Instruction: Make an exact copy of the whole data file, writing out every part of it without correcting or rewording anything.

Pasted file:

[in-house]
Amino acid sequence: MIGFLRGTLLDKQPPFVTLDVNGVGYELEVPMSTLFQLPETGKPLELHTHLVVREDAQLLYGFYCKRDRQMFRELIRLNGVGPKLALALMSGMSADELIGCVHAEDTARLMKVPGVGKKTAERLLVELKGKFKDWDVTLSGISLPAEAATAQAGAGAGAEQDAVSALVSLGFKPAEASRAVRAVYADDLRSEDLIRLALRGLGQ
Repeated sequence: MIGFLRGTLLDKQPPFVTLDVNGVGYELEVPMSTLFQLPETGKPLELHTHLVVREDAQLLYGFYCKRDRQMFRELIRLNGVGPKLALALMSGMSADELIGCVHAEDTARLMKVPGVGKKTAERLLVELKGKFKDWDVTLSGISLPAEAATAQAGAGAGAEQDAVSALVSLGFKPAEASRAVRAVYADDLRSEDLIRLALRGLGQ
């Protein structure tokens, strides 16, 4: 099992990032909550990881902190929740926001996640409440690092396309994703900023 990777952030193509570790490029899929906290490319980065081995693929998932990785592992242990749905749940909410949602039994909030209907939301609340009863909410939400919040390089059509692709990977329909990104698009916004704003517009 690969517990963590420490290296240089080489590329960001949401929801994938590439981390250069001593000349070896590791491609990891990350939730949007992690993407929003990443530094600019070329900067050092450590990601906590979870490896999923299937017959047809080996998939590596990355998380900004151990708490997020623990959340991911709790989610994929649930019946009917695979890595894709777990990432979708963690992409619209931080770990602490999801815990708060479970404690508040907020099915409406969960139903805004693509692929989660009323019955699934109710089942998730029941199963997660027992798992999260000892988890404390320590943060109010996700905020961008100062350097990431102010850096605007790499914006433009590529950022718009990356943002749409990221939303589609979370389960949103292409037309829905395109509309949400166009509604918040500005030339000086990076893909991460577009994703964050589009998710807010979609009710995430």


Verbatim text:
[in-house]
Amino acid sequence: MIGFLRGTLLDKQPPFVTLDVNGVGYELEVPMSTLFQLPETGKPLELHTHLVVREDAQLLYGFYCKRDRQMFRELIRLNGVGPKLALALMSGMSADELIGCVHAEDTARLMKVPGVGKKTAERLLVELKGKFKDWDVTLSGISLPAEAATAQAGAGAGAEQDAVSALVSLGFKPAEASRAVRAVYADDLRSEDLIRLALRGLGQ
Repeated sequence: MIGFLRGTLLDKQPPFVTLDVNGVGYELEVPMSTLFQLPETGKPLELHTHLVVREDAQLLYGFYCKRDRQMFRELIRLNGVGPKLALALMSGMSADELIGCVHAEDTARLMKVPGVGKKTAERLLVELKGKFKDWDVTLSGISLPAEAATAQAGAGAGAEQDAVSALVSLGFKPAEASRAVRAVYADDLRSEDLIRLALRGLGQ
């Protein structure tokens, strides 16, 4: 099992990032909550990881902190929740926001996640409440690092396309994703900023 990777952030193509570790490029899929906290490319980065081995693929998932990785592992242990749905749940909410949602039994909030209907939301609340009863909410939400919040390089059509692709990977329909990104698009916004704003517009 690969517990963590420490290296240089080489590329960001949401929801994938590439981390250069001593000349070896590791491609990891990350939730949007992690993407929003990443530094600019070329900067050092450590990601906590979870490896999923299937017959047809080996998939590596990355998380900004151990708490997020623990959340991911709790989610994929649930019946009917695979890595894709777990990432979708963690992409619209931080770990602490999801815990708060479970404690508040907020099915409406969960139903805004693509692929989660009323019955699934109710089942998730029941199963997660027992798992999260000892988890404390320590943060109010996700905020961008100062350097990431102010850096605007790499914006433009590529950022718009990356943002749409990221939303589609979370389960949103292409037309829905395109509309949400166009509604918040500005030339000086990076893909991460577009994703964050589009998710807010979609009710995430």